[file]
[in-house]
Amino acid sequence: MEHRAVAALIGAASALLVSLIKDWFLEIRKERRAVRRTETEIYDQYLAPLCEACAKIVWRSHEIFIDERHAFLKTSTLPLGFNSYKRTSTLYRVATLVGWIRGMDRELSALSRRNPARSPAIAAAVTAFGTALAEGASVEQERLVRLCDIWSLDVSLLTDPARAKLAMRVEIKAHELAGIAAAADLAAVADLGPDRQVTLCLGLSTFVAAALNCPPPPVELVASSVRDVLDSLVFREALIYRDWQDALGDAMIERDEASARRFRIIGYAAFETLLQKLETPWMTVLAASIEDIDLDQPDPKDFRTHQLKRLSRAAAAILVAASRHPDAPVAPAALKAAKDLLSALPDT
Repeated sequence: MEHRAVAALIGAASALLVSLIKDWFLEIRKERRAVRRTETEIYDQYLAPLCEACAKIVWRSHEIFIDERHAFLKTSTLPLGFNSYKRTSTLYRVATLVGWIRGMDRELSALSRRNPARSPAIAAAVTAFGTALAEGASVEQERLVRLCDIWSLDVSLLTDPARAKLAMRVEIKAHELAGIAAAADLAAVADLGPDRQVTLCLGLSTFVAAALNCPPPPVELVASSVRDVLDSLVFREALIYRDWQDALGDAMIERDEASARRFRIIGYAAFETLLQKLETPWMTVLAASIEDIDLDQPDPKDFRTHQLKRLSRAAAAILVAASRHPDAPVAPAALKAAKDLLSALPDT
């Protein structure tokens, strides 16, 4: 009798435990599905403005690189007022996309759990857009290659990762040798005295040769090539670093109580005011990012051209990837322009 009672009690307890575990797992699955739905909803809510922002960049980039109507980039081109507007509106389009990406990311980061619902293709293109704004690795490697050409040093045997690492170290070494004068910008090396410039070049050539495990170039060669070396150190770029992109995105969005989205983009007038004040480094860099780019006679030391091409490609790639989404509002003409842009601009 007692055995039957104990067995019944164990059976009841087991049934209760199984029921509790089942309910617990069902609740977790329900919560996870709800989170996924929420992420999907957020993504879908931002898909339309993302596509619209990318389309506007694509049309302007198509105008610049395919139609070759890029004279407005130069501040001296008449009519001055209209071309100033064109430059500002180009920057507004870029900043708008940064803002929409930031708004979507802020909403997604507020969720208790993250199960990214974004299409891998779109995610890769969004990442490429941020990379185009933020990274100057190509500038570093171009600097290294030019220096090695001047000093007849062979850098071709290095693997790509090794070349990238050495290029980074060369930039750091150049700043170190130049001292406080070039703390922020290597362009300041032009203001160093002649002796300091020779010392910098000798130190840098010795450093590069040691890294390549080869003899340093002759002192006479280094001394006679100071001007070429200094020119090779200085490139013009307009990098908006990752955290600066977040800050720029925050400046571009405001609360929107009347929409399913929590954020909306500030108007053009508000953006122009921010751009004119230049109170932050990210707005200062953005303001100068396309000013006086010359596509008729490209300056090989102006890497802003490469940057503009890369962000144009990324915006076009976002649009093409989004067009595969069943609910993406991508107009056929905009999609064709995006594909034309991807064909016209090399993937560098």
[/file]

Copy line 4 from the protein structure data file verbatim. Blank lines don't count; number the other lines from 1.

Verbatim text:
């Protein structure tokens, strides 16, 4: 009798435990599905403005690189007022996309759990857009290659990762040798005295040769090539670093109580005011990012051209990837322009 009672009690307890575990797992699955739905909803809510922002960049980039109507980039081109507007509106389009990406990311980061619902293709293109704004690795490697050409040093045997690492170290070494004068910008090396410039070049050539495990170039060669070396150190770029992109995105969005989205983009007038004040480094860099780019006679030391091409490609790639989404509002003409842009601009 007692055995039957104990067995019944164990059976009841087991049934209760199984029921509790089942309910617990069902609740977790329900919560996870709800989170996924929420992420999907957020993504879908931002898909339309993302596509619209990318389309506007694509049309302007198509105008610049395919139609070759890029004279407005130069501040001296008449009519001055209209071309100033064109430059500002180009920057507004870029900043708008940064803002929409930031708004979507802020909403997604507020969720208790993250199960990214974004299409891998779109995610890769969004990442490429941020990379185009933020990274100057190509500038570093171009600097290294030019220096090695001047000093007849062979850098071709290095693997790509090794070349990238050495290029980074060369930039750091150049700043170190130049001292406080070039703390922020290597362009300041032009203001160093002649002796300091020779010392910098000798130190840098010795450093590069040691890294390549080869003899340093002759002192006479280094001394006679100071001007070429200094020119090779200085490139013009307009990098908006990752955290600066977040800050720029925050400046571009405001609360929107009347929409399913929590954020909306500030108007053009508000953006122009921010751009004119230049109170932050990210707005200062953005303001100068396309000013006086010359596509008729490209300056090989102006890497802003490469940057503009890369962000144009990324915006076009976002649009093409989004067009595969069943609910993406991508107009056929905009999609064709995006594909034309991807064909016209090399993937560098």